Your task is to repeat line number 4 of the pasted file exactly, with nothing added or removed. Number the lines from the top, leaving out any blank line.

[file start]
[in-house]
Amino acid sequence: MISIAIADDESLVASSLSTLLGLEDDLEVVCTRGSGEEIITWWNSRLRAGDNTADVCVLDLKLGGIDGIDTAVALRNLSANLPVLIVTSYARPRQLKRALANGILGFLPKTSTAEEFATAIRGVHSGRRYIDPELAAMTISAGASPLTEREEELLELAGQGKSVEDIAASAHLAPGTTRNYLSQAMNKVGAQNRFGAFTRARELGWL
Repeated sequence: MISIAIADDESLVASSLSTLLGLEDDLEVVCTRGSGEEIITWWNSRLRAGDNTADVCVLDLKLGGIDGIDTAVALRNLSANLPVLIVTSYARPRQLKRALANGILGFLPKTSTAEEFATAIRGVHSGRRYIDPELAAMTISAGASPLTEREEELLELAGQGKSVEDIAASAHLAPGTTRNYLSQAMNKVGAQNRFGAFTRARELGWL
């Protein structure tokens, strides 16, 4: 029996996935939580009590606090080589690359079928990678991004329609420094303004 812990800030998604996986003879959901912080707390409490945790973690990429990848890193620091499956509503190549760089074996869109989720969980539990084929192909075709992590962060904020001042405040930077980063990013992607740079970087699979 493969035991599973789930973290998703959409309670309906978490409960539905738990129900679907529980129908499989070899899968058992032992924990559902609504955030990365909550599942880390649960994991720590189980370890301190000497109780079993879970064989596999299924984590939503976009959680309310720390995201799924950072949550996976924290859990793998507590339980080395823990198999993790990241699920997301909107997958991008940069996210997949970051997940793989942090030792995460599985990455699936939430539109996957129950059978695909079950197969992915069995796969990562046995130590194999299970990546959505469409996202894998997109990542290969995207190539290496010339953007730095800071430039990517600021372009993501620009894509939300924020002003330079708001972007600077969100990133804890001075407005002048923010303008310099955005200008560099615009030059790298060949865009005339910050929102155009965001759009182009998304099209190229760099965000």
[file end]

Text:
């Protein structure tokens, strides 16, 4: 029996996935939580009590606090080589690359079928990678991004329609420094303004 812990800030998604996986003879959901912080707390409490945790973690990429990848890193620091499956509503190549760089074996869109989720969980539990084929192909075709992590962060904020001042405040930077980063990013992607740079970087699979 493969035991599973789930973290998703959409309670309906978490409960539905738990129900679907529980129908499989070899899968058992032992924990559902609504955030990365909550599942880390649960994991720590189980370890301190000497109780079993879970064989596999299924984590939503976009959680309310720390995201799924950072949550996976924290859990793998507590339980080395823990198999993790990241699920997301909107997958991008940069996210997949970051997940793989942090030792995460599985990455699936939430539109996957129950059978695909079950197969992915069995796969990562046995130590194999299970990546959505469409996202894998997109990542290969995207190539290496010339953007730095800071430039990517600021372009993501620009894509939300924020002003330079708001972007600077969100990133804890001075407005002048923010303008310099955005200008560099615009030059790298060949865009005339910050929102155009965001759009182009998304099209190229760099965000």